Tropical Fruit Cocktail Delight 7

Or into a bowl because I know you'll want seconds.

Tropical Fruit Cocktail Delight 8


And if this "non-recipe" offends your cooking skills, you can also try my Sweet, Sour, Salty, Spicy Tropical Fruit Salad.

I'm submitting this recipe to No Croutons Required, a food blogging event alternately hosted by Lisa's Kitchen and Tinned Tomatoes, celebrating vegetarian soups and salads.

The challenge this month is to make a soup or salad with fruit.

1 year ago today, buttermilk biscuits from homemade buttermilk, a by-product of my homemade butter.


  1. Wow, we do this in our home too! Except we leave out the almond jello and put in nata de coco and we sometimes use the green grass jelly instead of the black. We just call it "cocktail".

  2. interesting, i didnt know they had almond gelee in a can. i always get the coconut jelly (thach dua) in the glass jars!


  3. We make this in our family too! So easy and refreshing. But I'm just like "j" above- we never use the almond jello but we do the green grass jelly sometimes. And I like adding rambutan as well as one of the fruits!

  4. Hi WC,
    You know, I've never had any of these canned fruits before. Being korean, I don't think we really use any of these things, truthfully I'm kind of scared to try them...anyway, the real reason for this comment:

    I am a beginning culinary student, and for one of my classes I have to come up with a menu, and it has to have recipes for everything on it. Well my theme is Asian Fine Dining. But I want to focus on a lot of korean food, b/c I am, and a lot of people don't know much about korean food and how delicious it is. I know its going to be tough trying to transform korean food into fine dining masterpieces but i believe that i can do it, but I also want to feature other asian cuisines, and i had some questions for you b/c i've been following your blog for about a year and you always have so much food on here, and some great recipes, but I need a cold asian soup recipe...and maybe a dessert, any country of origin that is asian...do you have any suggestions?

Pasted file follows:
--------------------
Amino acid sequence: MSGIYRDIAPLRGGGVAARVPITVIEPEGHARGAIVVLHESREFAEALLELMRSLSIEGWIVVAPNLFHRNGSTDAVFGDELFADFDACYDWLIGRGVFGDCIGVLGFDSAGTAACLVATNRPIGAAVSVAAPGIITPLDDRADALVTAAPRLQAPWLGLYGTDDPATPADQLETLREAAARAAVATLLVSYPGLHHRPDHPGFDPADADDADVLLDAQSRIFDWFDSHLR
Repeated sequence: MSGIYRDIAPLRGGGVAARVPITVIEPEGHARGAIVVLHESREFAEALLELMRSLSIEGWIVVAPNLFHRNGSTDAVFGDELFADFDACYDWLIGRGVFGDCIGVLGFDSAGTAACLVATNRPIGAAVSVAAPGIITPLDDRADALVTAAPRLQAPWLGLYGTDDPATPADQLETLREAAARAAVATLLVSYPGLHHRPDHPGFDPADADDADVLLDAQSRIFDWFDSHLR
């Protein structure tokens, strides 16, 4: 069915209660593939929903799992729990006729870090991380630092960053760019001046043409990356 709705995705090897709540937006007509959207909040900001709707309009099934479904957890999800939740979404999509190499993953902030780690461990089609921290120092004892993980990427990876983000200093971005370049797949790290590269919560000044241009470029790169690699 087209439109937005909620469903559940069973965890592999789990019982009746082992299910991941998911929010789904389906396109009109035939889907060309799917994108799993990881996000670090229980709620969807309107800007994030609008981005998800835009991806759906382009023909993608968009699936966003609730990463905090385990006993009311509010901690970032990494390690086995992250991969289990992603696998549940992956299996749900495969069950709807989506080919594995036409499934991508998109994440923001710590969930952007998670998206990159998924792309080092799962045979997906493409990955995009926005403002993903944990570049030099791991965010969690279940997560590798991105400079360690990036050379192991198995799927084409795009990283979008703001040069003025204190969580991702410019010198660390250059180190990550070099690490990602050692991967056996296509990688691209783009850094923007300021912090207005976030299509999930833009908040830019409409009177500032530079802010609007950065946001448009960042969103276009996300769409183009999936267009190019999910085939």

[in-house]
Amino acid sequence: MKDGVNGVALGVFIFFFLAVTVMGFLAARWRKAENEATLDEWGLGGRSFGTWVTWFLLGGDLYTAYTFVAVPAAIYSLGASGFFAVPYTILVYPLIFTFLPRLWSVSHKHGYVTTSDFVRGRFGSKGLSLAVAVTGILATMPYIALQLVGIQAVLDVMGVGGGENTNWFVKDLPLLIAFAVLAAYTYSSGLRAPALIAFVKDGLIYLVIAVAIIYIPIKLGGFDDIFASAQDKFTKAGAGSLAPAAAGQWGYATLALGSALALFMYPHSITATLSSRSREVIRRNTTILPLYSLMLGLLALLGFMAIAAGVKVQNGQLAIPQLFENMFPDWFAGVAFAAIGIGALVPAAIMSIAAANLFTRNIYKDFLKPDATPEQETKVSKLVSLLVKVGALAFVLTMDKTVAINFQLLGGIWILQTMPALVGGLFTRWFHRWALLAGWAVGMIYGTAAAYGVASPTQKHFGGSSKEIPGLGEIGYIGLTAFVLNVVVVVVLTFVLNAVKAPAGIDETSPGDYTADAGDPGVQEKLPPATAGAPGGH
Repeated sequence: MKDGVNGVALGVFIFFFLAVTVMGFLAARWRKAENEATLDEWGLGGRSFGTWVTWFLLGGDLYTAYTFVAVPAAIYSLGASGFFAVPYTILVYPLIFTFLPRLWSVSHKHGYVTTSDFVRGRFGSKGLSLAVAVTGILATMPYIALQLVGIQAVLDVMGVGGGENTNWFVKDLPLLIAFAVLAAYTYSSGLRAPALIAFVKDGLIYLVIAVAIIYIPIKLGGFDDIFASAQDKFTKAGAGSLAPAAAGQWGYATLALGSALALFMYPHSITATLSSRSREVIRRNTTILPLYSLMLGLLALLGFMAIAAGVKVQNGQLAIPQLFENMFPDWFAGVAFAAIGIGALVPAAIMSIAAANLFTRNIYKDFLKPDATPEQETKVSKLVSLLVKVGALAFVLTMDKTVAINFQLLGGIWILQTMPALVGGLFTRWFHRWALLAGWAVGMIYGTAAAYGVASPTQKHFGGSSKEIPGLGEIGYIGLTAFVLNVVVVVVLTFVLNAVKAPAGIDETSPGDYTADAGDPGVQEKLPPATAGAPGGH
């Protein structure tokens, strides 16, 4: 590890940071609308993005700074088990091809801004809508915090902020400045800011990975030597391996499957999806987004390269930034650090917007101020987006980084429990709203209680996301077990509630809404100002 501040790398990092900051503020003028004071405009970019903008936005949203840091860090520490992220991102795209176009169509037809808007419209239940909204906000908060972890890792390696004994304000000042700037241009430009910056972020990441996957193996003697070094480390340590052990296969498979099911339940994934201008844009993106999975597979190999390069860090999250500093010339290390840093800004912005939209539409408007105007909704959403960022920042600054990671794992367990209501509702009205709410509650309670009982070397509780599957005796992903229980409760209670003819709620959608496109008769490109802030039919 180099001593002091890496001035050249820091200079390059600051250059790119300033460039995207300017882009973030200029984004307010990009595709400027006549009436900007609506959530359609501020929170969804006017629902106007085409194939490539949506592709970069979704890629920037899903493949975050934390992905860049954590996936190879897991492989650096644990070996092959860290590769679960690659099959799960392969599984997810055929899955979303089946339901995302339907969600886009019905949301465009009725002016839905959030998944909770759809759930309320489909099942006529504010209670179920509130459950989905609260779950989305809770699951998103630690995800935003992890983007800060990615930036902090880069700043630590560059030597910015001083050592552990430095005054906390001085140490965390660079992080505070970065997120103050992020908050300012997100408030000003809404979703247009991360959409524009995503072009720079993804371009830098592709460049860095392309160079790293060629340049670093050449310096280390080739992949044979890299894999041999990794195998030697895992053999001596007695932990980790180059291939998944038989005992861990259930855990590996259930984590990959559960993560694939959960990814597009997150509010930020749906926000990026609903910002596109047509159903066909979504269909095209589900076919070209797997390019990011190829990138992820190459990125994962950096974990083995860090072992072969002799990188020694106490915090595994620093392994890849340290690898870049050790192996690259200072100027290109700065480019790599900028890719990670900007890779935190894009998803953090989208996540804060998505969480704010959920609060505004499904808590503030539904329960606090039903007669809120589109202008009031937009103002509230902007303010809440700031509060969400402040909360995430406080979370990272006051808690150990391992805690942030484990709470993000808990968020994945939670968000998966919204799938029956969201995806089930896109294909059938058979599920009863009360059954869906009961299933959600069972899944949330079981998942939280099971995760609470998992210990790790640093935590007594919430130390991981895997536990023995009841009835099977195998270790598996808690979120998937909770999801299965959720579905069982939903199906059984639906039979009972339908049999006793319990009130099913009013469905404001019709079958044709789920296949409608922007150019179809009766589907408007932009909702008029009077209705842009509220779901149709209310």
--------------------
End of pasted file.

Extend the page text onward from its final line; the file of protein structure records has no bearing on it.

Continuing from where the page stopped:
5. i don't know why but my family always thought of this as che thai but i don't think i ever had the almond jelly before only green grass jelly. but i made it w/ mango jelly before also. but for it to be more like che thai i usually add half and half or creamer to it. but it almost looks like there is no or very little liquid in there.

  6. Ahh..love it! Perfect for summer day! It also reminds me to grab some of these today when I go Asian grocery. :D

  7. yum
    like someone already mentioned looks like a variation of che thai
    which i could eat everyday!

  8. Thank you for entering your salad WC! I am particularly intrigued by the jackfruit.